tomcarnut

Members
  • Content count

    96
  • Joined

  • Last visited

Community Reputation

26 Excellent

About tomcarnut

  • Rank
    Tomcarnut
  • Birthday 09/18/1958
  1. Had a younger friend over to crank my 1911 Model T Ford. Taught him to drive it. Also fired up the 1912 McLaughlin Buick. He also drove it catching on to the double clutch quickly. Taking the T to Auburn. Hope to drive it around town Friday to see the ACD Museum after parking the my HPOF 1984 Tioga Motorhome I use to tow the T and other brass stuff. Also in the process of getting 6 of my cars running for my daughters wedding in June. The 36 Ford is next with a 40 year issue missing or not starting when hot. Probably going to give up and put on a modern 6 volt electronic distributor. Next weekend is tour in Eastern Cincinnati with 12 Clubs including our local AACA with 200 cars on four different routes starting with cars with coffee and ending 5 hours later with a cruise in. Taking the 70 Vette and letting my cranking friend drive the 67 Camaro. Tom Muth Cincinnati, Ohio
  2. West is also a member of our local AACA Southern Ohio Chapter. He has been on several tours with his family in his nice Packard and brought in few members too. We are very lucky indeed to have him as our editor of the Antique Automobile. Tom Muth Cincinnati, Ohio
  3. I look at Hemmings Ads online public site about every day. I found my 1912 McLaughlin Buick online about 13 years ago. My dad subscripted for years as did I after leaving home in the 80's. I now get Hemmings Classic Car and just sent in a subscription for the Hard copy of Hemmings as I enjoy the articles in it and can pass along to young friends along with having access to the online version. I decided to sign up as a I my source of hand me down hard copy moved away. I missed reading the auction reports and other articles. Tom Muth Cincinnati, Ohio
  4. Thanks all to the reply's from this old post. I ended up using Autozone conventional Green (inorganic) with distilled water. The 36 Ford and 57 TBird had no issues so far. The 1911 Ford had some serious coolant leak out somewhere over the winter but seems fine now. I think it was at a hose connection. I did check the oil for coolant but seemed fine. I added coolant and started it this weekend and no leaks yet but have not checked since cool down. The 1912 Buick had some very small leaks somewhere over the winter. This car had a ground up restoration about 20 years ago but never sorted out. Have not attempted to start as it had some carb issues the last time about 8 years ago. Tom Muth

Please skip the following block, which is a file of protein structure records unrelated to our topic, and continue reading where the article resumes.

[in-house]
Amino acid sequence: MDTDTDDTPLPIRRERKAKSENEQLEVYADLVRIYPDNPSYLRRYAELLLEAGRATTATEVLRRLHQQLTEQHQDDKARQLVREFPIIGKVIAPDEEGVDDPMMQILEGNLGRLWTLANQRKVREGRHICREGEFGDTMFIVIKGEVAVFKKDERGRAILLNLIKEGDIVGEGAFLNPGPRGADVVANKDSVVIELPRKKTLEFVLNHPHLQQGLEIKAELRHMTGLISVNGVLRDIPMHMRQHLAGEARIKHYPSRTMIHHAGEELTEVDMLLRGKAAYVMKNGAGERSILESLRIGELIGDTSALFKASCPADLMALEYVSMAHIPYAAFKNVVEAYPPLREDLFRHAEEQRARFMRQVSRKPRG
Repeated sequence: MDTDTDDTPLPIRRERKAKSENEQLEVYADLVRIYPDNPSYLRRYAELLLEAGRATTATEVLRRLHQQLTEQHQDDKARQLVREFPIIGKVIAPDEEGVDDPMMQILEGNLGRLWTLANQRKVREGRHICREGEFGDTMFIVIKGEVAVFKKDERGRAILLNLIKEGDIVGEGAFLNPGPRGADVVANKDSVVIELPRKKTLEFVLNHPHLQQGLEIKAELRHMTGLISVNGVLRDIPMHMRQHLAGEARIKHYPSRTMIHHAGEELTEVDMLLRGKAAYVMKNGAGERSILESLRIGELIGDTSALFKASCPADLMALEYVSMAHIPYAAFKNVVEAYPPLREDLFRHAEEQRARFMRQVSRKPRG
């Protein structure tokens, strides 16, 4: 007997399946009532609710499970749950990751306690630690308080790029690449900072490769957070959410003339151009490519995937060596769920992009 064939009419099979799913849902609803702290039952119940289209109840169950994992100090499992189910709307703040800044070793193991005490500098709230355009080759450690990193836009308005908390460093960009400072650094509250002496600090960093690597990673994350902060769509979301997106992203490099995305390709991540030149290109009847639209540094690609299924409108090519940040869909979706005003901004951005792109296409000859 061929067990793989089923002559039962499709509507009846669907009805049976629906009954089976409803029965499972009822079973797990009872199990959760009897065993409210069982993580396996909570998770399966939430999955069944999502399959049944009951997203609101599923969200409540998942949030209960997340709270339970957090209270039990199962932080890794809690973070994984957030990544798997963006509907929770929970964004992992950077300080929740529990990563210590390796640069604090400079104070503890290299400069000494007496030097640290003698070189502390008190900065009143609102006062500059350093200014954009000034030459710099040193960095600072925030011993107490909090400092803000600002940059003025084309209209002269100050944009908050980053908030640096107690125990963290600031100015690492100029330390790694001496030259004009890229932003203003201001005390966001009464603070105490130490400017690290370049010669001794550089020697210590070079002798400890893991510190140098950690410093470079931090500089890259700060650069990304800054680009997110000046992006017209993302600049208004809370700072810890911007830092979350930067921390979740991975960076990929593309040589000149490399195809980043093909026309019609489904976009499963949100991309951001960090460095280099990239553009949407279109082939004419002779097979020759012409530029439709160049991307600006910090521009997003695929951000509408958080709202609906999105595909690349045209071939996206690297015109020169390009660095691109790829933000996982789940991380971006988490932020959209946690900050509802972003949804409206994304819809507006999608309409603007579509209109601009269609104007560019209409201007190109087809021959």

5. Finally got my AACA magazine last night a week later than the rest of you. I agree very much with Tom on the issues of getting new members. I grew up in the hobby with brass and prewar cars but liked stuff my class mates like too being cars of 60's and 70's we could afford. In 1980, I bought my first car a 66 Chevy Impala convt with 25000 miles, original paint, top, interior and spare tire in trunk for a third of the price of a new car in 1980. I was able to park it away and drive only on weekends and some tours with the local Canton Chapter AACA. Did not get any grief as they knew I purchased it from an older member of the club. That member had brass cars in his younger day including 1911 White he drove to Reno from Ohio and back in 1958. I just read about this trip in an Horseless Carriage Gazette from that year. Bill Harrah(Jay Leno of that period) was of course very involved with Reno Tour. In the same magazine is several pictures of Classic(CCCA defined cars) at meetings, shows and the for sale section along with more common cars like Fords from the 1930's. Hey, they were just 20-30 year old "used cars" in 1958. Later in the late 1980's I joined the Southern Chapter AACA and did a few events where I would hear the "used car" term at show or tours when I bought a 1970 Corvette and drove it or the Impala. It pissed me off then and still does. The same old farts that said those things while in their 30's cars now drive the 60 or 70's cars. While I have four brass cars now ranging from 1909 - 1912 one of which I plan to bring to Auburn, a 36 Ford and 48 Caddy, I also have a 1996 Buick Roadmaster my Dad bought new and is low mileage. I took it on a local tour last summer( wife liked the AC) and plan to show it in four years maybe for regular judging or HPOF. As it has the tow package, I use it to tow the brass cars along with my HPOF original 1984 Ford Tioga motorhome. (Got some grief from the guy next to me in HPOF 20's Buick roadster with my old (Cusin Eddie Motorhome) at Auburn a few years ago) At the same meet, I met a young man from our area with 1989 Caddy Deville all original that he got his first Junior. He was very excited and took it out west to get a Senior and later joined us on some local tours. The point is we need to encourage any way we can the youth interest in cars. I always let kids sit in my brass cars and let them blow the bulb horn and take as many that want for rides. We have neighbor kid now in college that inherited a 1970 Torino from his grandfather. I am always on him and other neighbors with old cars to join us on tours with some success. I also have recruited a few members in our area from this forum. One in fact who joined came to many of our tours last year and is coming this Sunday for lunch meeting. I am very upbeat on the hobby and recruit members for other Ohio Region Chapters all the time all over Ohio from my business contacts that take me all over the state. The point is we need to look at multiple avenues of recruitment. In my opinion, tours are a way to get the whole family involved more so that shows. Those family members not so interested in cars can see some neat places in their area and have some ice cream. By the way, I hope to get that first car, the 66 Impala that is as nice now as in 1980 but with additional 25000 tour driven miles to the Huntington WVA meet for an HPOF certification. We will see if this "used car" is good enough. Tom Muth Cincinnati, Ohio